“The world is not a static thing, we all know it grows and contracts as the flow of life meanders”.
The media hologram shows countries in recession or achieving positive growth, depending on how the data has been massaged. Consumer confidence is often closely related to the particular position of any given state. As a result all governments claim their economies will return to positive growth in the “near” future. None would dare state that in fact the economies of the world have over extended themselves and the debt fueled growth of past decades will never been seen again, despite the likelihood of this as a stark reality of our future due to debt, Peak Oil and over population.
This September/October is setting up to be a very interesting period for the worlds economy.
Meanwhile, we should take faith from the fact that in the real world growth of some kind or other can always exist, even in the most improbable places…
Economic growth can either be positive or negative. Negative growth can also be referred to by saying that the economy is shrinking. Negative growth is associated with economic recession and economic depression.
Five major critical arguments raised against economic growth include:
- Growth has negative effects on the quality of life such as crime, prisons, or pollution.
- Many aspects of economic growth that affect the quality of life, such as the environment are not traded or accounted in the market.
- Growth encourages the creation of artificial needs: Industry cause consumers to develop new tastes, and preferences for growth to occur. Consequently, “wants are created, and consumers have become the servants, instead of the masters, of the economy.”
- Resources: The 2007 United Nations GEO-4 report warns that we are living far beyond our means. The human population is now larger and that the amount of resources it consumes takes up a lot of those resources available. Humanity’s environmental demand is purported to be 21.9 hectares per person while the Earth’s biological capacity is purported to be 15.7 ha/person.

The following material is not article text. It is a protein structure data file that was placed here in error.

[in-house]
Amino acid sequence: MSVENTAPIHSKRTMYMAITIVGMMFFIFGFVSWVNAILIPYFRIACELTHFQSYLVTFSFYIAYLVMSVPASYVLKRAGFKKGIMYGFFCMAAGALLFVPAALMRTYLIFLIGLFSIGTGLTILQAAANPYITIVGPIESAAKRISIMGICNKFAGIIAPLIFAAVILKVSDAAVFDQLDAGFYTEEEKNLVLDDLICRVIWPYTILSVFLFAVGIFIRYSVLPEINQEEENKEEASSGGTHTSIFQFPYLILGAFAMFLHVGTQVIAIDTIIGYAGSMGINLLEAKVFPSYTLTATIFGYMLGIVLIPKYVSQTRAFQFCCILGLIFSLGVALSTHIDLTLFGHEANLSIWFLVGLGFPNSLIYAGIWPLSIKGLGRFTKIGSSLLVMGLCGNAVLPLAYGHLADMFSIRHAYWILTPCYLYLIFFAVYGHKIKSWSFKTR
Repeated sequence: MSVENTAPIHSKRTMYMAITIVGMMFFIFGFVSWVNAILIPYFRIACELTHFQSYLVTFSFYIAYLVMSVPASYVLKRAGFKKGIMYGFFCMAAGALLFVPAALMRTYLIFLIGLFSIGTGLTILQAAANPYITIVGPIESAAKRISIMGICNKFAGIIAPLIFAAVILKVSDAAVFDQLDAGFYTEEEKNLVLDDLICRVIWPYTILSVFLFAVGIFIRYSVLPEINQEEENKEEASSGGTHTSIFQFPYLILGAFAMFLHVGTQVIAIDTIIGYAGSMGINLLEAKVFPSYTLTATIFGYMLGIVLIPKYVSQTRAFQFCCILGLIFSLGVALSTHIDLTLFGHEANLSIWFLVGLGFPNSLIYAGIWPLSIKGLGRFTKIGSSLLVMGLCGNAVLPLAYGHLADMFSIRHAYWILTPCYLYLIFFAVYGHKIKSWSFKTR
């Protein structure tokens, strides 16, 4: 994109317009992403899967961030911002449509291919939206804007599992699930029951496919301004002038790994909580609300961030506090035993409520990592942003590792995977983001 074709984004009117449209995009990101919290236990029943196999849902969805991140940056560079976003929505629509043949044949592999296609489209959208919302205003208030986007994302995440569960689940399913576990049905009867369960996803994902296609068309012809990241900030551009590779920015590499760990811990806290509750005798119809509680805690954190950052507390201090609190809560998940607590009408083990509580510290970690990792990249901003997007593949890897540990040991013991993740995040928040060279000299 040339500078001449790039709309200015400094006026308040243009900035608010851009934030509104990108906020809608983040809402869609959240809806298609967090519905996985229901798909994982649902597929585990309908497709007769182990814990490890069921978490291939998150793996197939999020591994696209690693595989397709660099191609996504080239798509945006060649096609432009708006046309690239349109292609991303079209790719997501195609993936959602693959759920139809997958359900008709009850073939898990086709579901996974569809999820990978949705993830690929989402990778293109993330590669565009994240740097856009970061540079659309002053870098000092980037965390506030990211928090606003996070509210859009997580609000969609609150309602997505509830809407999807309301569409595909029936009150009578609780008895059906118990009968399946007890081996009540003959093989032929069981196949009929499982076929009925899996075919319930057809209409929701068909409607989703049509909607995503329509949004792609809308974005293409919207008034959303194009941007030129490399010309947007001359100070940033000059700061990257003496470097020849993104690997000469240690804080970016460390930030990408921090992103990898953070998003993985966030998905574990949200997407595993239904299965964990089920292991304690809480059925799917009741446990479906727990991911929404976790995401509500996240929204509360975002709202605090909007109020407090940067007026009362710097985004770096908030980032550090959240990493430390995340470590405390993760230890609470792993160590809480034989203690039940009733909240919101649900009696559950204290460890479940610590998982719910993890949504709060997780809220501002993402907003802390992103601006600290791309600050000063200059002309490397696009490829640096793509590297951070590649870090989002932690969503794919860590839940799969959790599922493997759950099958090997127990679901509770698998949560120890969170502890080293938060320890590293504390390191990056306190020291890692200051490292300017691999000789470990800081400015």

- Distribution of income: The gap between the poorest and richest countries in the world has been growing. Although mean and median wealth has increased globally, it adds to the inequality of wealth.
Some critics argue that a narrow view of economic growth, combined with globalization, is creating a scenario where we could see a systemic collapse of our planet’s natural resources. Other critics draw on archaeology to cite examples of cultures they claim have disappeared because they grew beyond the ability of their ecosystems to support them. Concerns about possible negative effects of growth on the environment and society led some to advocate lower levels of growth, from which comes the ideas of uneconomic growth and de-growth, and Green parties which argue that economies are part of a global society and a global ecology and cannot outstrip their natural growth without damaging them.
Growth refers to an increase in some quantity over time. The quantity can be physical (e.g., growth in height, growth in an amount of money) or abstract (e.g., a system becoming more complex, an organism becoming more mature). It can also refer to the mode of growth, i.e. numeric models for describing how much a particular quantity grows over time.
Economic growth is an increase in activity in an economy. It is often measured as the rate of change of gross domestic product (GDP). Economic growth refers only to the quantity of goods and services produced; it says nothing about the way in which they are produced. Economic development, a related term, refers to change in the way goods and services are produced; positive economic development involves the introduction of more efficient or “productive” technologies or forms of social organisation.